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Press releases and law firm thought leadership

This page is dedicated to keeping readers informed of the latest news and thought leadership articles from law firms across the globe.

If your firm wishes to publish press releases or articles, please contact Shehab Khurshid on +44 (0) 207 396 5689 or shehab.khurshid@legalease.co.uk

 

Legal Developments Worldwide

Articles contributed by Macfarlanes

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Finding the 
right words

January 2014 - Litigation & Dispute Resolution. Legal Developments by Macfarlanes.

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In the recent case of Newbury v Sun Microsystems [2013], the defendant argued that an offer to settle proceedings was ‚Äėin principle' only and that a binding contract could not be formed until further terms had been agreed and a formal contract had been signed. It supported this argument by referring to a statement, in the offer letter, that the settlement was to be ‚Äėrecorded in a suitably worded agreement'. ‚Ä©

The judge rejected this argument and held that a binding contract was formed when the claimant replied later the same day accepting the claimant's offer. The statement, in the defendant's offer letter, that the settlement was to be recorded in a suitably worded agreement was not sufficient to ‚Äėnegative' an intention to create legal creations and was not a pre-condition of a contract being formed. Objectively, those words did no more than reflect an intention to record in writing a contract that had already been finalised. The position would have been different if the offer letter had been expressed to be ‚Äėsubject to contract'.‚Ä©

Behind the corporate veil: is that all there is?

December 2013 - Litigation & Dispute Resolution. Legal Developments by Macfarlanes.

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That companies have an existence entirely separate to that of their shareholders and directors is a foundational principle of English law and commerce.‚Ä©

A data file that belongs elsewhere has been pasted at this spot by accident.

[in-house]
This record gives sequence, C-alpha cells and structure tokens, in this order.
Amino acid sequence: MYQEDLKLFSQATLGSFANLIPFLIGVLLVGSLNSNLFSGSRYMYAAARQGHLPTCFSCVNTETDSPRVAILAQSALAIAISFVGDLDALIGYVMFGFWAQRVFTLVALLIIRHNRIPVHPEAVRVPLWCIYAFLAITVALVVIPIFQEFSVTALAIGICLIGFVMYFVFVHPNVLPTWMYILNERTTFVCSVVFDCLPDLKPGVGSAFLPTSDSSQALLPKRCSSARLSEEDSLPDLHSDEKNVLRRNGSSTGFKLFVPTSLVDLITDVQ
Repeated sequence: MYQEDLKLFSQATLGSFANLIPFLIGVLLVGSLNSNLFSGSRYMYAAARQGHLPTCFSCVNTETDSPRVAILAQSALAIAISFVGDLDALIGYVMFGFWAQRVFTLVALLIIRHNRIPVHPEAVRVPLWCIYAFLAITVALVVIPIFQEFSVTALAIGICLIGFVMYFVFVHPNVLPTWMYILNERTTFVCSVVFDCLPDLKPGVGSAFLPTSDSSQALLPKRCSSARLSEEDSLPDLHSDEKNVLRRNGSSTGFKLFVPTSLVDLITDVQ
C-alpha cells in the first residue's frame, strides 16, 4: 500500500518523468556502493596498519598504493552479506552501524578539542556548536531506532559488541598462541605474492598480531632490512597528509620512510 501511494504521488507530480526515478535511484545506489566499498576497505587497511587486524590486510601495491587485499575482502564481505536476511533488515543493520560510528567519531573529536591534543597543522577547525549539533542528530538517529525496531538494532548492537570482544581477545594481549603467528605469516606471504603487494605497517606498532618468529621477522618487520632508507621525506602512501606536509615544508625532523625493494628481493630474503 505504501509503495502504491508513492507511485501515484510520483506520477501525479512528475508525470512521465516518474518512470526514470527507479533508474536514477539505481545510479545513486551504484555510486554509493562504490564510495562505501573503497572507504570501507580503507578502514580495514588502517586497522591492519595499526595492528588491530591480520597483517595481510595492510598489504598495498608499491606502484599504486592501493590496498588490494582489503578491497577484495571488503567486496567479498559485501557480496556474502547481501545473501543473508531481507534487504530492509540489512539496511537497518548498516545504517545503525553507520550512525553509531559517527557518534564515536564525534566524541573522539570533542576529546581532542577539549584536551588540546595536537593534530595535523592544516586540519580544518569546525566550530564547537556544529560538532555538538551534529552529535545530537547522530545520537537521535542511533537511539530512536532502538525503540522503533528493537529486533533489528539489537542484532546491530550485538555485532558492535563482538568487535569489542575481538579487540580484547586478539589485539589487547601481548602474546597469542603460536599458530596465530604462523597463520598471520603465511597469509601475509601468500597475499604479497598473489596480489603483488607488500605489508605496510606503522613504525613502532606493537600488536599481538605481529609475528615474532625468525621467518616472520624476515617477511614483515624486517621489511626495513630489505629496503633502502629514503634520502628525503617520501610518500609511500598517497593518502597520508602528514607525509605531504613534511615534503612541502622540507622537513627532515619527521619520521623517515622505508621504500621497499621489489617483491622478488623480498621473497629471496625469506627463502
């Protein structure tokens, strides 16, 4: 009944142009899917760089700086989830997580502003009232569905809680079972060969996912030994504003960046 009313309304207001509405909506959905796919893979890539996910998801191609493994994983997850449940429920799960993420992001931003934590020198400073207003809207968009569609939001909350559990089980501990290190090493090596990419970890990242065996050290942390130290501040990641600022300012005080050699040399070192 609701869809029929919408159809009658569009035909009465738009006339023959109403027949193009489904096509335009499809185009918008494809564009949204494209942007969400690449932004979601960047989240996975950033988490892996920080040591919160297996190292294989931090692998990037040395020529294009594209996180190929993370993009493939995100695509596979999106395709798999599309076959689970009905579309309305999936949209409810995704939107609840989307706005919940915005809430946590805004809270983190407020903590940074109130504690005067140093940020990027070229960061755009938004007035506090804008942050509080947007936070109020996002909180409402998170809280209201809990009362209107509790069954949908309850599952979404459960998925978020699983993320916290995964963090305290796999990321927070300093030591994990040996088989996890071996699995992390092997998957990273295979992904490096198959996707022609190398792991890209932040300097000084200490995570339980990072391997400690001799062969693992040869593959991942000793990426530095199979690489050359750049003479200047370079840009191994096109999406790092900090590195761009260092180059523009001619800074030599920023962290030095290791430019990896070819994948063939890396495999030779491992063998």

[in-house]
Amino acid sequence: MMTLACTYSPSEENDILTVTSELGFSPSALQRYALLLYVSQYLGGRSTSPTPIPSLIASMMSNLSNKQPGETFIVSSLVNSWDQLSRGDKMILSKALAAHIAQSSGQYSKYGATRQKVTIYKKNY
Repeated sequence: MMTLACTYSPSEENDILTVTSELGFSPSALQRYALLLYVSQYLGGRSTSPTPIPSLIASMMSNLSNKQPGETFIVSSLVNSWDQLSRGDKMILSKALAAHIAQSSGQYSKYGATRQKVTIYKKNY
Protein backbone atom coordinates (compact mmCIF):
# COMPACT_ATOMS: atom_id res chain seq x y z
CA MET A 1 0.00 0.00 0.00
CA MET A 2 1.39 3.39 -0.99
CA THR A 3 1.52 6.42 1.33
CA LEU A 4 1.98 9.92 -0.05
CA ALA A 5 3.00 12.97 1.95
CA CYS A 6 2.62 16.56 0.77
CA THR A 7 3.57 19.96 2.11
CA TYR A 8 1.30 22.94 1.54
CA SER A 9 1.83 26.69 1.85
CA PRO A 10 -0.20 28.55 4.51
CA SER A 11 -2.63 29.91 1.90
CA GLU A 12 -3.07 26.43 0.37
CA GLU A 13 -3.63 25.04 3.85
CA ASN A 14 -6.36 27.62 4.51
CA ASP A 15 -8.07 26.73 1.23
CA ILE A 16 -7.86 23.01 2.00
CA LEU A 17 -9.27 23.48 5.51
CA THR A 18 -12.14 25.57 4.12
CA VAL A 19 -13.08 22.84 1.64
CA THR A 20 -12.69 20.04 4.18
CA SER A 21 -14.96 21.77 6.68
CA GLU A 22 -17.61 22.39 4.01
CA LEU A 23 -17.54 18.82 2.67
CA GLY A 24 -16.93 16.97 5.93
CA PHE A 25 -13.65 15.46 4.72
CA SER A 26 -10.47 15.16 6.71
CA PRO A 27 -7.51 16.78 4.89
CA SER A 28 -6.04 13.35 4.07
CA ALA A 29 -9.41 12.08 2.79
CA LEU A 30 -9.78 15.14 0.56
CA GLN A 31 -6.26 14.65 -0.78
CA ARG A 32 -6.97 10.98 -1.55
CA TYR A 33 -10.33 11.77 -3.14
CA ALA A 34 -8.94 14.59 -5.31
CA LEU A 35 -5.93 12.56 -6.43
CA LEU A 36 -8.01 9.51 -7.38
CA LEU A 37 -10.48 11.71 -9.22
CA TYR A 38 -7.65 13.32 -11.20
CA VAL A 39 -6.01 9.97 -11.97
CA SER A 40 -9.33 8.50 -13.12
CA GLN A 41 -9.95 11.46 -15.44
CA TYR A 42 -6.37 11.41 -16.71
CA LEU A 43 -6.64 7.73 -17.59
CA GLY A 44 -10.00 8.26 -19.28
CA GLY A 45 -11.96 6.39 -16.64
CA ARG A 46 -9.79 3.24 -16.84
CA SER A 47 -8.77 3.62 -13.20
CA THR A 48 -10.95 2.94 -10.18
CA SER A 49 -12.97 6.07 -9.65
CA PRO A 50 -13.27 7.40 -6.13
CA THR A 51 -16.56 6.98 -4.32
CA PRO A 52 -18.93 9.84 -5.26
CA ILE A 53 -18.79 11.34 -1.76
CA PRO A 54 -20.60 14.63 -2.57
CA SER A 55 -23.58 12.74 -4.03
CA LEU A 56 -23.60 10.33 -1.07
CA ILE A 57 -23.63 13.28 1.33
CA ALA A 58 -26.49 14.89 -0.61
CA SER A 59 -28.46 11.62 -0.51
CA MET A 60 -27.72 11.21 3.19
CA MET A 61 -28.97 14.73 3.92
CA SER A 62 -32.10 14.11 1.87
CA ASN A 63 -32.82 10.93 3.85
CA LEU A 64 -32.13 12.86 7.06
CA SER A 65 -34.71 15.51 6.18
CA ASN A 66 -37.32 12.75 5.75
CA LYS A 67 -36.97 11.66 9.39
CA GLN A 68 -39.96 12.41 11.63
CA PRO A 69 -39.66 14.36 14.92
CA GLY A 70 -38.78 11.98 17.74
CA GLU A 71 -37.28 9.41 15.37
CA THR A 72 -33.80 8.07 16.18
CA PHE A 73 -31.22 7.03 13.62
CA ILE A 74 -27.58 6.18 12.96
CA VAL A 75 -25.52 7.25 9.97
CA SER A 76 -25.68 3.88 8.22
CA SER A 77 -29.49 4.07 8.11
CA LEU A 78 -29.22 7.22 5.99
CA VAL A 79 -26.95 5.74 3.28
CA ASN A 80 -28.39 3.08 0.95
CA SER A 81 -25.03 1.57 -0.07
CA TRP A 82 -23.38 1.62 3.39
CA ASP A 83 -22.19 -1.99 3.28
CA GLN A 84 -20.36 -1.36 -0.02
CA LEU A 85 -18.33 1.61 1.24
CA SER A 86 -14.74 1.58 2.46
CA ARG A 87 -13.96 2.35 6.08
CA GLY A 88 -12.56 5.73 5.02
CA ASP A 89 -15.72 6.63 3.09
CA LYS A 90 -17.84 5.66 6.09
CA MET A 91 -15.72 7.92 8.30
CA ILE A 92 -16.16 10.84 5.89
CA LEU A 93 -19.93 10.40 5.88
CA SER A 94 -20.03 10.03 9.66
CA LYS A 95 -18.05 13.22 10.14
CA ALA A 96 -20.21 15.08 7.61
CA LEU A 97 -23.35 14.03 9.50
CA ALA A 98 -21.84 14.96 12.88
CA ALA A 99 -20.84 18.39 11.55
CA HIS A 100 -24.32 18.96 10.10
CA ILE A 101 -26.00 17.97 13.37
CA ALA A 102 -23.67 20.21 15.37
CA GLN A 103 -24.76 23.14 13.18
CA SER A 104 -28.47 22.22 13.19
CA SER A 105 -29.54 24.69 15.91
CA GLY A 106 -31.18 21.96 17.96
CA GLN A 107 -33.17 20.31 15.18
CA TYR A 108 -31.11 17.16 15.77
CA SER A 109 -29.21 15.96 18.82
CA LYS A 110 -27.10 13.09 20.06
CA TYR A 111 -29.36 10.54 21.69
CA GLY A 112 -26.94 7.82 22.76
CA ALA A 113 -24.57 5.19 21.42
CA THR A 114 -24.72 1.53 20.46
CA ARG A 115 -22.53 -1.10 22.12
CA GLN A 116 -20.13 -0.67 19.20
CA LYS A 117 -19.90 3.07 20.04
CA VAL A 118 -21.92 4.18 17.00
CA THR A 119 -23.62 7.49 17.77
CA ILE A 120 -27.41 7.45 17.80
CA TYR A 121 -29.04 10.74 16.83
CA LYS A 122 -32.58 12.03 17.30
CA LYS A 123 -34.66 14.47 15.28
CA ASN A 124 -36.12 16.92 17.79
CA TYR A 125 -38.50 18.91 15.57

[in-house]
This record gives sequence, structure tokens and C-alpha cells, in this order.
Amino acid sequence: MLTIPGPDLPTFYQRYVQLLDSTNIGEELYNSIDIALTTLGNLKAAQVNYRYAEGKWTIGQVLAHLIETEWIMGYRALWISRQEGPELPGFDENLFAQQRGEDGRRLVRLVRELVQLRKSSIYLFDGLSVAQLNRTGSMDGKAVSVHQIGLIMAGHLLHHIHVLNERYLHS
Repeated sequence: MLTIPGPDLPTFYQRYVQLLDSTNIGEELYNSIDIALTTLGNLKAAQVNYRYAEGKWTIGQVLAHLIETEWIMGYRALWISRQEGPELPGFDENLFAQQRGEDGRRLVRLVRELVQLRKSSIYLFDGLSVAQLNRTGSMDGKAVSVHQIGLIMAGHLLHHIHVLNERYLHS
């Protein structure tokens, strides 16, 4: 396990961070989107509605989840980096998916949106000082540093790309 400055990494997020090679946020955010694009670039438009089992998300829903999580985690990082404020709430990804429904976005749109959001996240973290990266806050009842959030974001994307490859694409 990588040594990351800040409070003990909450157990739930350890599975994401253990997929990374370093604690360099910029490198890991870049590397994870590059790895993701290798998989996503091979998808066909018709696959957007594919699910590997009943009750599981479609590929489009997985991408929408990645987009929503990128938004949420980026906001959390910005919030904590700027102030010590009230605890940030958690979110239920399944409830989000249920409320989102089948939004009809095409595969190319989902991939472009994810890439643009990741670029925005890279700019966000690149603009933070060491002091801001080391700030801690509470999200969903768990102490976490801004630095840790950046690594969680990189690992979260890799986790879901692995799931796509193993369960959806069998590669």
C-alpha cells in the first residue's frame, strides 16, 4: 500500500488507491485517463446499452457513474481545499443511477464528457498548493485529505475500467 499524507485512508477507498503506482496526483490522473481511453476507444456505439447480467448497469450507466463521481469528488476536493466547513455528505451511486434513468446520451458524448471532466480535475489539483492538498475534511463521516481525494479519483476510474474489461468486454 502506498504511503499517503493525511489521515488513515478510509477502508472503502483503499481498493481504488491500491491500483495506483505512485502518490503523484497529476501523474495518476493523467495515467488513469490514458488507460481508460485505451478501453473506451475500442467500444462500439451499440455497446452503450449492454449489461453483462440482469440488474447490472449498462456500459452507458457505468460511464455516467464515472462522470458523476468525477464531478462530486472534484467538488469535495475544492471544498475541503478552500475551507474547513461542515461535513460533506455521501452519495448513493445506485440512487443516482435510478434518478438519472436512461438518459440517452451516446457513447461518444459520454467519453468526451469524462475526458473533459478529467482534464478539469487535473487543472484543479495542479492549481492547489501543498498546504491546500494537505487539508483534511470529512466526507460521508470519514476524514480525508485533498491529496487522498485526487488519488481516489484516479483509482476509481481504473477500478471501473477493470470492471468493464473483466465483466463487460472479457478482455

But, however much historians and economists (and economic historians) may enjoy surveying the grand historical sweep of the development of trade and increasing prosperity, and the role of the company in that story, the practical effect of the company's separate legal personality can cause difficult questions to arise in the day-to-day practice of law. ‚Ä©

Silence is not always golden

December 2013 - Litigation & Dispute Resolution. Legal Developments by Macfarlanes.

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In PGF II SA v OMFS Company 1 Ltd [2013], the Court of Appeal considered, for the first time, whether a failure by a party to respond to an invitation to mediate should be treated as an unreasonable refusal to mediate - previous cases having focused on situations where there had been an express refusal to do so. ‚Ä©

The Court of Appeal held that silence in the face of an offer to mediate is of itself unreasonable - even if circumstances exist which would justify an express refusal to mediate.‚Ä©

You can’t always get what you want

November 2013 - Litigation & Dispute Resolution. Legal Developments by Macfarlanes.

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Recent cases have illustrated a growing trend of third parties, often themselves involved in litigation, seeking to obtain documents not only from the court file, but also at trial, in relation to other similar or related litigation. This bulletin summarises the law and practice in relation to the different categories of documents that are frequently the subject of disclosure requests or applications by third parties taking advantage of the policy of ‚Äėopen justice'; it also addresses the steps which a party to a dispute can take to keep those documents confidential.‚Ä©

Former employee slips through the net in breach of confidence claim

September 2013 - Litigation & Dispute Resolution. Legal Developments by Macfarlanes.

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The recent decision of the Supreme Court in Vestergaard Frandsen A/S (now known as MVF 3 ApS) & ors v Bestnet Europe Ltd & ors[2013] provides a helpful discussion of the circumstances in which an employee can or cannot be held liable for a breach of confidential information. The Supreme Court said that, ultimately, liability for breach of confidence is based upon the conscience of the recipient of the confidential information. In unanimously rejecting the claimants' claim against a former employee, the Supreme Court made the following points of general interest.